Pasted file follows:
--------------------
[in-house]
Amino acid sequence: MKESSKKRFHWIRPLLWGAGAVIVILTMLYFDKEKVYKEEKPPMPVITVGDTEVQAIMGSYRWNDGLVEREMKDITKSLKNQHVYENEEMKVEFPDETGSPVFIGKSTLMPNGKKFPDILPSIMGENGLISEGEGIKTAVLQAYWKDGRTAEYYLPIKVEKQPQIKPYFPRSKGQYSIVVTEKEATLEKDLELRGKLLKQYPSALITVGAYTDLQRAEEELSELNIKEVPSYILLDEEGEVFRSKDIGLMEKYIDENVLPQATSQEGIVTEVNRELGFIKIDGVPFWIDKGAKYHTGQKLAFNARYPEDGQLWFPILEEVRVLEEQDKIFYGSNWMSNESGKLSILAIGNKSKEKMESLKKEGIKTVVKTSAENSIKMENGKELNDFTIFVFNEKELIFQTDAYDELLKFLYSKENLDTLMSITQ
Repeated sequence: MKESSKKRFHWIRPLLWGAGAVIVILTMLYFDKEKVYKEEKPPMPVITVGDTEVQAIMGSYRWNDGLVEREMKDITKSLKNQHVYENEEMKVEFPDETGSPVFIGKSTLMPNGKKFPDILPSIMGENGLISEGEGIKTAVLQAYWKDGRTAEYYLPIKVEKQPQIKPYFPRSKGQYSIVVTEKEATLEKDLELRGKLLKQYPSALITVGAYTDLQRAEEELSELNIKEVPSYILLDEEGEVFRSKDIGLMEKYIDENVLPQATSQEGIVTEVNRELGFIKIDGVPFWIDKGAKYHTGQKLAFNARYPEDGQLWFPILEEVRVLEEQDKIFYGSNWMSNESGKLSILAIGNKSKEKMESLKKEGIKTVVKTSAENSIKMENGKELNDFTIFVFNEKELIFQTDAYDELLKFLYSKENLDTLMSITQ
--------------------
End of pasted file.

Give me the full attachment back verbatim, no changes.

[in-house]
Amino acid sequence: MKESSKKRFHWIRPLLWGAGAVIVILTMLYFDKEKVYKEEKPPMPVITVGDTEVQAIMGSYRWNDGLVEREMKDITKSLKNQHVYENEEMKVEFPDETGSPVFIGKSTLMPNGKKFPDILPSIMGENGLISEGEGIKTAVLQAYWKDGRTAEYYLPIKVEKQPQIKPYFPRSKGQYSIVVTEKEATLEKDLELRGKLLKQYPSALITVGAYTDLQRAEEELSELNIKEVPSYILLDEEGEVFRSKDIGLMEKYIDENVLPQATSQEGIVTEVNRELGFIKIDGVPFWIDKGAKYHTGQKLAFNARYPEDGQLWFPILEEVRVLEEQDKIFYGSNWMSNESGKLSILAIGNKSKEKMESLKKEGIKTVVKTSAENSIKMENGKELNDFTIFVFNEKELIFQTDAYDELLKFLYSKENLDTLMSITQ
Repeated sequence: MKESSKKRFHWIRPLLWGAGAVIVILTMLYFDKEKVYKEEKPPMPVITVGDTEVQAIMGSYRWNDGLVEREMKDITKSLKNQHVYENEEMKVEFPDETGSPVFIGKSTLMPNGKKFPDILPSIMGENGLISEGEGIKTAVLQAYWKDGRTAEYYLPIKVEKQPQIKPYFPRSKGQYSIVVTEKEATLEKDLELRGKLLKQYPSALITVGAYTDLQRAEEELSELNIKEVPSYILLDEEGEVFRSKDIGLMEKYIDENVLPQATSQEGIVTEVNRELGFIKIDGVPFWIDKGAKYHTGQKLAFNARYPEDGQLWFPILEEVRVLEEQDKIFYGSNWMSNESGKLSILAIGNKSKEKMESLKKEGIKTVVKTSAENSIKMENGKELNDFTIFVFNEKELIFQTDAYDELLKFLYSKENLDTLMSITQ